Sony VPL-HW10 Projector Review
Sony VPL-HW10 Projector - Appearance
The HW10 is a very good looking projector physically (“wife friendly”). The top of the projector is done in a nice, shiny, black piano finish. Most of the other surfaces are flat black. If you are ceiling mounting, of course, the projector is inverted, with the piano finish facing down, where it is nicely attractive with lights on.
The manual zoom lens, with its 1.6:1 zoom ratio, is partially recessed.
The lens zoom and focus are adjusted from the lens trim rings. If you are facing the front of the projector, the infra-red sensor for the remote, is just to the right of the lens area. Two screw thread adjustable feet can be found on the bottom just behind the front.
Moving to the top of the Sony VPL HW10, all you will find, are the two manual lens shift wheels, just behind the lens in the front.
VPL-HW10 Control Panel
Sony relies on a very small, and basic, control panel located on the side of the projector, right above all the inputs and outputs (left side, if viewing from the front). This is unlike most projectors which tend to put the control panel on the top. There are others like this Sony, though, including the Panasonic PT-AE3000U.
Looking at the control panel from that side of the projector, you’ll find a small power button, closest to the front (once for on, twice for off). Next to it, is a button for Input selection, then one to bring up the menus. The rest of the control panel consists of four arrow keys in a round configuration, with a center enter button. I’m not sure if I’m a fan of side mounted control panels and input areas. It may allow you to place the projector a couple inches closer to the back wall, if shelf mounting, but when ceiling mounting, if people enter your theater from that side, they will have the best look at all those cables. Not an issue for most of us, but, forewarned, is forearmed, as they say.
The input panel of the Sony HW10 is located on the left side (if looking from the front). Facing that side, from back of the projector to the front, you’ll find the power receptacle, two HDMI 1.3 inputs, and a standard HD15 connector for the usual analog computer input (it can alternately be used as a second component video inputs. Next, comes the S-video (DIN connector), and composite video (RCA jack). Then comes the standard component video input (3 color coded RCA jacks), and finally an RS-232 serial port for command and control by a room control system, or a computer, if so desired.
The HDMI inputs support 1.3, Deep Color, x.v.Color, HDCP, computer HDMI standards, and LipSync. That pretty much covers all the newest standards. This is an improvement over the older Sony VPL-VW40 and VW60, which had HDMI 1.3, but, for example, lacked Deep Color support. (No content yet, for Deep Color, but, we should see some content in 2009.)
The Sony’s menus are well organized. Type size is reasonable, smallish, but not too small to be difficult to read at normal seating distances. You’ll need to get used to where certain menu items are hiding, such as the lamp power control being found in the Picture Menu, but hidden in the sub-menu called Cinema Black Pro. Who would have thought?
Sony VPL-HW10 Remote Control
Sony’s remote control is a familiar one from previous home theater projectors. It is a larger affair, with widely spaced buttons, and large spaces between sections, making it a pretty easy remote to navigate without looking at it. There is a backlight, although a bit dim, the light makes the buttons’ labels readable.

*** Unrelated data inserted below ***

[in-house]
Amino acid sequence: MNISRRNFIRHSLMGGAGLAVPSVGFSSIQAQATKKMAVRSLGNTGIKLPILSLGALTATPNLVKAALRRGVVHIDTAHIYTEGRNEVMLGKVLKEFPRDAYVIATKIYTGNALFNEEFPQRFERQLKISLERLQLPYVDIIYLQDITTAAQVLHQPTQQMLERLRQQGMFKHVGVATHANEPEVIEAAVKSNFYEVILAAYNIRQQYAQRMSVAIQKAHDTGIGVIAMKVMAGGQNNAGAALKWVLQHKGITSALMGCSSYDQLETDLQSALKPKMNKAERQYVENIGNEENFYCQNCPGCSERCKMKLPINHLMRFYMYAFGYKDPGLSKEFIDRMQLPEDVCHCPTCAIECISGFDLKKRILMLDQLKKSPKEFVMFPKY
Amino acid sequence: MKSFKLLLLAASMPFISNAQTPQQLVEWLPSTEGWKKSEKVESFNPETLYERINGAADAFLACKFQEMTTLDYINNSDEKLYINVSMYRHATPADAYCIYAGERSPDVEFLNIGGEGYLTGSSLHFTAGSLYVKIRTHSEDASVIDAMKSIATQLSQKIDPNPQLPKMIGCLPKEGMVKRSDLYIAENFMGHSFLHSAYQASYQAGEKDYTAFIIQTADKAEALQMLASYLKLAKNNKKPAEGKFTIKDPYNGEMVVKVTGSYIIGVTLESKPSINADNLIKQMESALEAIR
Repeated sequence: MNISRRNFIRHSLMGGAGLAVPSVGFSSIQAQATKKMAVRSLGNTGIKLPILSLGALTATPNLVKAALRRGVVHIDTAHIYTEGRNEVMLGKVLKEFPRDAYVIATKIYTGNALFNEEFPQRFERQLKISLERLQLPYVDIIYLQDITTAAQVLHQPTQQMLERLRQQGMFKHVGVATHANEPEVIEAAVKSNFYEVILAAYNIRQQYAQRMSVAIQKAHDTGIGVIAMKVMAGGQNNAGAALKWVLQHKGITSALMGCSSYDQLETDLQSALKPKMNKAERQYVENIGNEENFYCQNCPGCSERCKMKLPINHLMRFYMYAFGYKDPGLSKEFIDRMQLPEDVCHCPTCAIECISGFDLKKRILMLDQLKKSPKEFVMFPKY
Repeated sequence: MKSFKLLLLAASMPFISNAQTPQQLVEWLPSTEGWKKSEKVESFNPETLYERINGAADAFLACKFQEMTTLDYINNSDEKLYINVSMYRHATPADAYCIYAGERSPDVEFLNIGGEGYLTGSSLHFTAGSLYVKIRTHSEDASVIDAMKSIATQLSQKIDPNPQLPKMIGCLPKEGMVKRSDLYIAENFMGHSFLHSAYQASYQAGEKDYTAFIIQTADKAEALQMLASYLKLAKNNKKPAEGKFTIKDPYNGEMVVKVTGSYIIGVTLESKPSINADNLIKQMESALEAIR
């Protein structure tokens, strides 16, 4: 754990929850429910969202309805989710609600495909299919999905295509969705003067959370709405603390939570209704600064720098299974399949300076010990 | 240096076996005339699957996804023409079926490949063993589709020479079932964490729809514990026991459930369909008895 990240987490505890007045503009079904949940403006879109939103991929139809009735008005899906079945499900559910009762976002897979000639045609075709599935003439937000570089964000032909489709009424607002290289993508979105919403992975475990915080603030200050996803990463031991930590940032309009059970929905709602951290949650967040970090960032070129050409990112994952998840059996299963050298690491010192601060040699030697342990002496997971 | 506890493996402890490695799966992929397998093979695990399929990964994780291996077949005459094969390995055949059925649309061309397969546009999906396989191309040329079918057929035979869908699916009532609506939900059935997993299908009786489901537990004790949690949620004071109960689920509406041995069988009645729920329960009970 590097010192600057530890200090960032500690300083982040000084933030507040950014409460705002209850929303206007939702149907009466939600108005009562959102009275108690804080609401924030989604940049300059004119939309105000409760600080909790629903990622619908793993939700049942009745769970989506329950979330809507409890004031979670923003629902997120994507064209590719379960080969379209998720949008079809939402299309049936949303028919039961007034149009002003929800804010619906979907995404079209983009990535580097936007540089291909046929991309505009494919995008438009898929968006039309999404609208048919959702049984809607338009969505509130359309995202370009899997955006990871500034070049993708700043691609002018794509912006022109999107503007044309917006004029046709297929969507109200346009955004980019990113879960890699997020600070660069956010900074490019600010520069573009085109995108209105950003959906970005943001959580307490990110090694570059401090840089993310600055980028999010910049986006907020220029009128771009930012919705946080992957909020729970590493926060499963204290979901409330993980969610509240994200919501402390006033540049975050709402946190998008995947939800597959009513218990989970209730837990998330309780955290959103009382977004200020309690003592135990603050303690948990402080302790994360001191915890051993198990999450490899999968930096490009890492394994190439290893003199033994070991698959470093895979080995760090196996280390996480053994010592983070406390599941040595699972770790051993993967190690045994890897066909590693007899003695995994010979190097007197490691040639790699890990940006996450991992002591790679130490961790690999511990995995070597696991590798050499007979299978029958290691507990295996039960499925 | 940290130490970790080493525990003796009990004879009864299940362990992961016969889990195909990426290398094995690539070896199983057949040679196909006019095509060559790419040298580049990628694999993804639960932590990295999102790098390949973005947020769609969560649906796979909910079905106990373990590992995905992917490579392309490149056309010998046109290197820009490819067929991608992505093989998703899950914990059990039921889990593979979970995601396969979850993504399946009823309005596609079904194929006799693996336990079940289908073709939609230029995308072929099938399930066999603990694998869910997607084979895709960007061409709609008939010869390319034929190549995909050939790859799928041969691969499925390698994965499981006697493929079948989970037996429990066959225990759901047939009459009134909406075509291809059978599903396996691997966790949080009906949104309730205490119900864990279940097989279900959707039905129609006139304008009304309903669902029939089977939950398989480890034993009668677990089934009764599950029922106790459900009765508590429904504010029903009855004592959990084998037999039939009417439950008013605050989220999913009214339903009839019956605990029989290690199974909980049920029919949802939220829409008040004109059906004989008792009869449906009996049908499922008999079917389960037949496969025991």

For a remote this size, it has less controls than you might expect, with less direct access to specific controls than some other, more cluttered remotes offer.
The first row, from left to right has the backlight button, the Input source select button, and a slightly larger Power button (once for on, twice for off).
The second row offers an image Freeze button, APA, which is the automatic setup for a PC signal, and a Picture Muting button to blank the screen.
Below those two rows are the four arrow keys with center Enter button in a cross shaped configuration. To the right of the up arrow, is the dreaded Reset button.
I’m just not a fan of putting a reset button on a remote control, where any member of the household has the opportunity to wipe out your settings. Better to just offer it up in the menus.
Below the arrow keys is a blue bar, which is the menu button. It’s nice and easy to find in the dark, without looking, or needing th backlight.
Below it are the aspect ratio control (Wide Mode), RCP, which is the Real Color Processing that allows fine tuning each of the primary and secondary colors (Red, Green, Blue, and Cyan, Yellow, Magenta). To the right is the ADJ PIC control, which allows you to toggle through all the individual controls found on the Picture menu, without having to use the menu system. I’m talking controls like Brightness, Contrast, Color (saturation) Tint, Noise Reduction, Black Level control, and so on.
The next two rows each offer three buttons. The first of those rows buttons are for choosing the preset picture setting you want: Dynamic, Standard, or Cinema, while the second row offers the three user definable saved modes (User 1,2,3).
Finally, there are two rocker switches, one for Brightness and one for Contrast.
Range of the remote is pretty good, a bit better than average. I was able to get a good bounce off of my front wall/screen from my normal seating position, to the front of the projector about 15 feet back. (so 25+ feet in all).
You May Also Like
Business and Education Projector Reviews Directory
Home Theater Projector Reviews Directory
Epson Powerlite Pro L1500, L1505 Laser Projector Review
BenQ SU931 Large Venue Projector Review
Subscriber-Only Content Directory
Casio Ecolite XJ-V110W – A Value LED/Laser Projector – Review
Epson PowerLite W29 Projector Review
Canon REALiS WUX450ST Projector Review